The [Confederate] soldiers had an insatiable appetite for reading material, and tracts were especially attractive for them because they were relatively short in contrast to the much longer newspapers or books that colporteurs distributed. They could be read quickly, perhaps during a rest stop on a long, tiring march, and then thought about for hours. Their subject matter often reminded the soldiers of home, especially of their mothers.
Tracts were referred to during the war as "silent preachers," "assistant chaplains," "chaplains in miniature," and "weapons in the chaplain's arsenal." These phrases each testify to the immense power of these deceptively simple pieces of literature.
Typically, chaplains and colporteurs did not distribute tracts indiscriminately. That would have been wasteful as some soldiers who were not interested would merely throw them away or use them to kindle the campfires. Rather, the chaplain or colporteur would first talk with the person, learn as much as he could about the person's spiritual condition, and then give him a tract that contained subject matter relevant to and suitable for his individual situation.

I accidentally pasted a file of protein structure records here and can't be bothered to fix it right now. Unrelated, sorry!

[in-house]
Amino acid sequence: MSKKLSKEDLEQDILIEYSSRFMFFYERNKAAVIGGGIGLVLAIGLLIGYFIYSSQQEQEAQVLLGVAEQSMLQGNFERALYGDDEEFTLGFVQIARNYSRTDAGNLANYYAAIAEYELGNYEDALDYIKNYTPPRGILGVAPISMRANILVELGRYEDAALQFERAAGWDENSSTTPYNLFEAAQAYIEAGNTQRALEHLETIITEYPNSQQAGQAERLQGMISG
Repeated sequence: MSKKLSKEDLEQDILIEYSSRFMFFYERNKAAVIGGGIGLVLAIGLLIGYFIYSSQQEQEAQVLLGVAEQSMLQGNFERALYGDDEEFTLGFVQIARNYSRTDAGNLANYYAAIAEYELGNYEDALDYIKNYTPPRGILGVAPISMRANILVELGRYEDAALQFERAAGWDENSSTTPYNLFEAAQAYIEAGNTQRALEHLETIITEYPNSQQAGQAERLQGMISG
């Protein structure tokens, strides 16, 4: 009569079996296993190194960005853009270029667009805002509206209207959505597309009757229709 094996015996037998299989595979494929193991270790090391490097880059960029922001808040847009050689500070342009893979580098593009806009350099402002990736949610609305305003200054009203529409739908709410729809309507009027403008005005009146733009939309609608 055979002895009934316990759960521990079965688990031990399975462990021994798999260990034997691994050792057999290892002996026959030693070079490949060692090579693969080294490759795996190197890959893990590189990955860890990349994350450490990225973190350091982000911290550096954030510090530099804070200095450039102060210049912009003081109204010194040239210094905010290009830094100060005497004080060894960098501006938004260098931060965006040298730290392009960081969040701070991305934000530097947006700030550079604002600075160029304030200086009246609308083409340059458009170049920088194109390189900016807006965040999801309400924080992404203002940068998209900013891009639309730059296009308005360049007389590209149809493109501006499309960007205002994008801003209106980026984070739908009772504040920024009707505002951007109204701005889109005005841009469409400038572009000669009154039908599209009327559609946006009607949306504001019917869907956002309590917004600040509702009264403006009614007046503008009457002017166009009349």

Some colporteurs were volunteers. Others were paid by the tract societies or publishers. . . . But colporteurs did not just pass out literature; they also followed the materials by their personal involvement with the soldiers. They became de facto missionaries. They talked and prayed with them in their encampments. They visited the sick and the wounded in the hospitals. And they sometimes even ministered to them on the battlefields.
The preceding paragraphs are excerpts from Christ in Camp and Combat: Religious Work in the Confederate Armies by Dennis L. Peterson. You can get your copy and learn more about this topic at https://bit.ly/Christ_in_Camp_Combat_FBblog